The iPhone 11 Is Turning Things Around for Apple in China

Iphone 11 Colors Credit: Apple
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What a difference a year makes. This time last year we were reeling from the first quarterly revenue forecast downgrade that Apple had made since the pre-Jobs era, a decision necessitated by a massive problem with iPhone sales in China that basically meant that Apple wasn’t going to hit its estimates for the quarter, and therefore needed to manage the expectations of investors and analysts.

The crux of the problem back then seemed to be the affordability of Apple’s premium iPhone XS and iPhone XS Max models, which were priced at a luxury level by Chinese standards at a time when smartphone sales were generally on a downturn in that country, especially on the higher-end. While rivals like Huawei continued to rack up sales due to a wider selection of mid-tier smartphones, Apple and other premium rivals like Samsung languished, even after massive price drops, leading some analysts to suggest that Apple might need to create a new iPhone specifically for China. While the iPhone XR was also available there, and seemed to be poised to do reasonably well, it seemed that Chinese consumers didn’t meet it with the same enthusiasm that was shown in the U.S.

Fast-forward to this month, however, and it looks like Apple has recovered nicely from its struggles in China, with its overall stock peaking at $300 per share last week, and a new report from Bloomberg revealing that Apple’s smartphone shipments in China actually grew 18.7% last year, with roughly 3.18 million units shipped in December alone. This is even more surprising when you consider that overall smartphone sales in China are down significantly, having fallen short of 30 million units, representing a drop of more than 13 percent compared to December 2018.

The iPhone 11

Much of the credit for the increase in shipments is being laid at the feet of Apple’s new iPhone 11, which was released in September. While the iPhone XR has also been a runaway success around the world, including in China, the iPhone 11 seems poised to do even better; the older iPhone XR still outsold the iPhone 11 during its launch quarter, but by Christmas the newer iPhone made up the highest percentage of all smartphones activated in the U.S.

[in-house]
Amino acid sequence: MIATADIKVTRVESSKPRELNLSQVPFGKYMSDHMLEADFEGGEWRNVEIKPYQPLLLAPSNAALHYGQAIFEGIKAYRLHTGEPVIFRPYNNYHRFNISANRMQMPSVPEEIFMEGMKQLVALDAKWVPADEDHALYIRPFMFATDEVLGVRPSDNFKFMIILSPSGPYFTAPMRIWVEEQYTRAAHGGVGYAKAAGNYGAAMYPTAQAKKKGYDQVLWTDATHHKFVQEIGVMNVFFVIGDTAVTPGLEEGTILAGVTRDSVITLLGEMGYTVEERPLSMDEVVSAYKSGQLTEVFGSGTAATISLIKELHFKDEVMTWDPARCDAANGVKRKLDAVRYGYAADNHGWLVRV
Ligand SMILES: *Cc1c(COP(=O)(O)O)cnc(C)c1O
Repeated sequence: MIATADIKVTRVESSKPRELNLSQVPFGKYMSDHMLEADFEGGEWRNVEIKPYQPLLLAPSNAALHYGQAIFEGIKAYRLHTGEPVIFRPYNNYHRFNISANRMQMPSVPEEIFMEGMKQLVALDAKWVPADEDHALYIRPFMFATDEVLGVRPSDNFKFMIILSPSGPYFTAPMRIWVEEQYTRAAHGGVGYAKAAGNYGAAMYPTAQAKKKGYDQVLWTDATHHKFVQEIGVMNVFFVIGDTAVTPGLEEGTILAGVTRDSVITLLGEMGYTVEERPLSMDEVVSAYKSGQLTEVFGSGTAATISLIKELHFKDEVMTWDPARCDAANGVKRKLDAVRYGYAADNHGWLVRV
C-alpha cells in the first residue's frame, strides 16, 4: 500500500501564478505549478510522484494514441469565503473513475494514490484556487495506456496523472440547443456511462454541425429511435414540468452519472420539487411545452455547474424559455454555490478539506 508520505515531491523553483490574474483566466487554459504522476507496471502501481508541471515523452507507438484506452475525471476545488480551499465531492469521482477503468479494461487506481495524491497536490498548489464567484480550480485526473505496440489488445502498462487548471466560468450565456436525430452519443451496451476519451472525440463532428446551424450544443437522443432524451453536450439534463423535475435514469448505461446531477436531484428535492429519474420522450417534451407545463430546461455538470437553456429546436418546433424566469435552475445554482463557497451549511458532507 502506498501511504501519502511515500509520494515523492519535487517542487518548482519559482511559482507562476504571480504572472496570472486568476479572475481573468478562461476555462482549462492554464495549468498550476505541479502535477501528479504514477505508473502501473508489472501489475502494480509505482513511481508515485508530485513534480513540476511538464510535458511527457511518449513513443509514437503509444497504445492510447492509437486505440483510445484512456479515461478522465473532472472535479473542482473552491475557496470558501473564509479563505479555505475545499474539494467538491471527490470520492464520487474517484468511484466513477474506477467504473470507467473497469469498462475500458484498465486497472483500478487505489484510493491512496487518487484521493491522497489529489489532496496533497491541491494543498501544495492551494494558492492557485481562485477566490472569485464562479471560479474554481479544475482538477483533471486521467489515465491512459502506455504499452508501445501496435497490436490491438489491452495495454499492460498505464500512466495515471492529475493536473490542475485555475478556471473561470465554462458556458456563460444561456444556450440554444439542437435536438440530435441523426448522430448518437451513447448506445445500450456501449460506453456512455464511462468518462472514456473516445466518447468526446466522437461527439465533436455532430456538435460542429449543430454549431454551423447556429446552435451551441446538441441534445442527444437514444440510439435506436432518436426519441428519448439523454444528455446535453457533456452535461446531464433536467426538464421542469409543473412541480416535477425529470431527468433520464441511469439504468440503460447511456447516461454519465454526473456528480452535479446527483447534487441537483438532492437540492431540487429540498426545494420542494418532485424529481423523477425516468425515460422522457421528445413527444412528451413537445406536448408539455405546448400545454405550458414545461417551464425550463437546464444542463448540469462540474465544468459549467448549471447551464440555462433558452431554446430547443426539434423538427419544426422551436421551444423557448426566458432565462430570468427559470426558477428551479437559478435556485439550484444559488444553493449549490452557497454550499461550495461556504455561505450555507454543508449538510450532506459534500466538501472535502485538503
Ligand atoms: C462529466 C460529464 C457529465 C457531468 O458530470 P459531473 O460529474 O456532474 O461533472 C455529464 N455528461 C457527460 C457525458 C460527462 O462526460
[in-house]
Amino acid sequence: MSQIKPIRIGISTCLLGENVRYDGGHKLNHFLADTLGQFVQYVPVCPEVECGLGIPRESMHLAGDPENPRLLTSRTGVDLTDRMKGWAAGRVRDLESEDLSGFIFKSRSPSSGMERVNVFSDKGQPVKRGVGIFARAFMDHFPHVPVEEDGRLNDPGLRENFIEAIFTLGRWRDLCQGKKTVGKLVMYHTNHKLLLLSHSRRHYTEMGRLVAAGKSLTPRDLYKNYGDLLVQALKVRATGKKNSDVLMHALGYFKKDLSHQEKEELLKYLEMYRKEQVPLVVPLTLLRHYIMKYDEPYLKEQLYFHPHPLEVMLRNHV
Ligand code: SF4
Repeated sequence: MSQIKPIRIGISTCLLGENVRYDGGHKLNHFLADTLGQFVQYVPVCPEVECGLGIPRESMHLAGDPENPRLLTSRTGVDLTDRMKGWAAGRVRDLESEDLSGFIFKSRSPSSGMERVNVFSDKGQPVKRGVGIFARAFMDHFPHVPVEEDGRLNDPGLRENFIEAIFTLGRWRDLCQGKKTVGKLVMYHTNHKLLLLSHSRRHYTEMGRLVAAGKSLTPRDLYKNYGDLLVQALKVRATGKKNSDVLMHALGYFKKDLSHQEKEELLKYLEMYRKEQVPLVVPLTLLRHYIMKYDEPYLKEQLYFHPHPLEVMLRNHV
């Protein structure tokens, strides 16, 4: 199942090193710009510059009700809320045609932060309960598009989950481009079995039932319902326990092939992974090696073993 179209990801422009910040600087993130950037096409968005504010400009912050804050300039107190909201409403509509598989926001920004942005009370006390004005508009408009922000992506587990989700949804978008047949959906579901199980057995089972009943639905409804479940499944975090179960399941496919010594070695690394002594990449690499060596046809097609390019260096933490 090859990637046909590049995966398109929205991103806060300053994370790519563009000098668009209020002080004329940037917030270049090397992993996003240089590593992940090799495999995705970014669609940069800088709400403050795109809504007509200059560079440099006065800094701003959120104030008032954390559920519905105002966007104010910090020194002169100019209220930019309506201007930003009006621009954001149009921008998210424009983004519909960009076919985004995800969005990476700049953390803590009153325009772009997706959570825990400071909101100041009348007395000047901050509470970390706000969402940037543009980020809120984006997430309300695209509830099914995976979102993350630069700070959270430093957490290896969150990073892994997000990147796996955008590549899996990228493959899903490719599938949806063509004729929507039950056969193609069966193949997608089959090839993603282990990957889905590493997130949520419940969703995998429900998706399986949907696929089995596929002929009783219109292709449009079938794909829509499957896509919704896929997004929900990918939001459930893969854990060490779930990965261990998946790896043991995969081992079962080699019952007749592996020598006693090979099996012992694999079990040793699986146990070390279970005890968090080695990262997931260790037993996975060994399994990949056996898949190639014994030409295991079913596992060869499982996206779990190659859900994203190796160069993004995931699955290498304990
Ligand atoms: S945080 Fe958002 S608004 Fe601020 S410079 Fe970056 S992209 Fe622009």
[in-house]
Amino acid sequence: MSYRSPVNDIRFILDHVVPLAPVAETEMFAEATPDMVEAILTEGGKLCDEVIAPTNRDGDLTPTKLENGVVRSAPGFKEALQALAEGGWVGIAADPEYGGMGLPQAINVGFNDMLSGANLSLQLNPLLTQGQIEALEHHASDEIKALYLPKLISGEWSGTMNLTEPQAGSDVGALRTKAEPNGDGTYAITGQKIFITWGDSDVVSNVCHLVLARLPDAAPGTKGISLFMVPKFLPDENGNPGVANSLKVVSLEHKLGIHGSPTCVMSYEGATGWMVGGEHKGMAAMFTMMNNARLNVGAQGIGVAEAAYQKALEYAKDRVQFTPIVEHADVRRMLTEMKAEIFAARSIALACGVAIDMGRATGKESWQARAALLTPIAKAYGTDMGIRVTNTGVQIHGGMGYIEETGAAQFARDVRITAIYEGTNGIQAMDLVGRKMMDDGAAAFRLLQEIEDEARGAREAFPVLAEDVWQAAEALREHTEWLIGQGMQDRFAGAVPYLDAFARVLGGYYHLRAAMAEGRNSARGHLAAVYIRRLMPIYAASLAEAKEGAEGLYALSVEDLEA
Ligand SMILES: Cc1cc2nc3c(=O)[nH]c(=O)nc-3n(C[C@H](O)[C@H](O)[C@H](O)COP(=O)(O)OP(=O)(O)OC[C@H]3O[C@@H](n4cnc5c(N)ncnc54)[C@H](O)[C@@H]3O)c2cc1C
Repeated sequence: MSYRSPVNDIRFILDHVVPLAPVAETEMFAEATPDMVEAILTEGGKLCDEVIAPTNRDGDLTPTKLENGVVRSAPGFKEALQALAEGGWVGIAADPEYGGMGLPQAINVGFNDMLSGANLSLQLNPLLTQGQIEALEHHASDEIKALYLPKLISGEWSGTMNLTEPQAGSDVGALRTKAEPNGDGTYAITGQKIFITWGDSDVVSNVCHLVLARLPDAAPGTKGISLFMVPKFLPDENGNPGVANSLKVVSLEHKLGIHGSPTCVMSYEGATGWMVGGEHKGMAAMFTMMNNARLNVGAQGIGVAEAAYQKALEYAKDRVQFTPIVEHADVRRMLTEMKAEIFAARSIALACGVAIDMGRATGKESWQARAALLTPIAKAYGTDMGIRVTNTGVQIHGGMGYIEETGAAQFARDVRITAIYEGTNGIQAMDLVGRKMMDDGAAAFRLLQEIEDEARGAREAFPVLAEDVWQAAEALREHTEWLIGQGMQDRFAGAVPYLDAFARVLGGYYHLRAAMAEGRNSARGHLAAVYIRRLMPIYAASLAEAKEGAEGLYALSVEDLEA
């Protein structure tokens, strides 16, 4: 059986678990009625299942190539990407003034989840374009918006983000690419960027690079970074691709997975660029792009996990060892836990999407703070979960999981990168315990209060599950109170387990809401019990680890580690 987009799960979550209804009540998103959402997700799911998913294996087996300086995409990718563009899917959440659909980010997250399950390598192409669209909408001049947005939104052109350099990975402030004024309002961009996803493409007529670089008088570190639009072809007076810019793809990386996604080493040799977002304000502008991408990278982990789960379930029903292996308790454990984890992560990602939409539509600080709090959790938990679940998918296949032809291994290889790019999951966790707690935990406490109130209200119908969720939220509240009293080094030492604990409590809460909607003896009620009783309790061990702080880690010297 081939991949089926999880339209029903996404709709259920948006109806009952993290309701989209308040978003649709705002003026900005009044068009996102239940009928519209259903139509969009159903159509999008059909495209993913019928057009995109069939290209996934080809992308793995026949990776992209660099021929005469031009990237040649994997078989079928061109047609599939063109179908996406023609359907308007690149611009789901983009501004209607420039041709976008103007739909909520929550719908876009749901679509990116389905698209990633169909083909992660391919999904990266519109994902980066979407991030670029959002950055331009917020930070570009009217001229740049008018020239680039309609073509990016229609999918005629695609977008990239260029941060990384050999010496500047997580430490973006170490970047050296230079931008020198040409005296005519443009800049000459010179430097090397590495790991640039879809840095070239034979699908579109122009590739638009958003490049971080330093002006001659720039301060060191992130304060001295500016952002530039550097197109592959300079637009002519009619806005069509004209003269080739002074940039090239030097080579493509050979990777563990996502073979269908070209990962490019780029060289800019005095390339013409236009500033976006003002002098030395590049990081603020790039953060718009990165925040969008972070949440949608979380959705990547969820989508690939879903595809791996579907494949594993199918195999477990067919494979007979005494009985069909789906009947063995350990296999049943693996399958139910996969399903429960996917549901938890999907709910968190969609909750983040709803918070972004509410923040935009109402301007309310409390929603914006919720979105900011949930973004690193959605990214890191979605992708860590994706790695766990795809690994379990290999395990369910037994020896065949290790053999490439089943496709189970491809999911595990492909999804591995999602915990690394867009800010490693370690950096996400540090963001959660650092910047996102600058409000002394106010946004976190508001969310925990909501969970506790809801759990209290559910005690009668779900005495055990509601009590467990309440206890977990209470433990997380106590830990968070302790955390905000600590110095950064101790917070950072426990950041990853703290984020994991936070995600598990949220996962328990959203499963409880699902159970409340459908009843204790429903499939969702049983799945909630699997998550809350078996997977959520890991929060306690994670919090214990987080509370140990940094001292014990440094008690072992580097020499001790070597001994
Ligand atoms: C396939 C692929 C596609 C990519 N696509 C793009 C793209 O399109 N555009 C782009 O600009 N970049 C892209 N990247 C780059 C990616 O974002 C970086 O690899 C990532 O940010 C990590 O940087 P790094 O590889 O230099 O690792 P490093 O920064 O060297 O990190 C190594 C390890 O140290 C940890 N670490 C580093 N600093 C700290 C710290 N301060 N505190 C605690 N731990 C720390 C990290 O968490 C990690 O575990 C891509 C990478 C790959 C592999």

This has no doubt been helped by Apple’s decision to rebrand its lineup this year to position the iPhone 11 as a mainstream model. While the iPhone XR was quickly recognized by many as the best iPhone for most people, it still felt like a second-class citizen against Apple’s iPhone XS and iPhone XS Max, which had built on the premium iPhone X released the prior year. Calling the more premium iPhones “Pro” models this year has no doubt helped to assuage customers fears that they were missing out on something if they chose to purchase the less expensive model.

What’s also notable to many analysts is that the iPhone 11 has been succeeding in China despite its lack of 5G readiness, which makes these shipment numbers even more impressive. This also suggests that, contrary to the opinion of many tech analysts and commentators, the public at large isn’t yet putting as much of a priority on 5G capabilities.

According to Bloomberg, the camera improvements Apple has made in the iPhone 11, along with a significant boost in battery life, have been well-received by both consumers and critics alike in China, although it’s equally likely that the even more affordable price hasn’t hurt either; Apple dropped its entry-level price by $50 this year, and has also benefited from tax cuts that allowed it to drop prices in China even further.

These numbers are even more encouraging considering that the Chinese New Year celebration is still coming in late January, which will undoubtedly spur more sales in China, which is second only to the U.S. in its importance to Apple’s bottom line.

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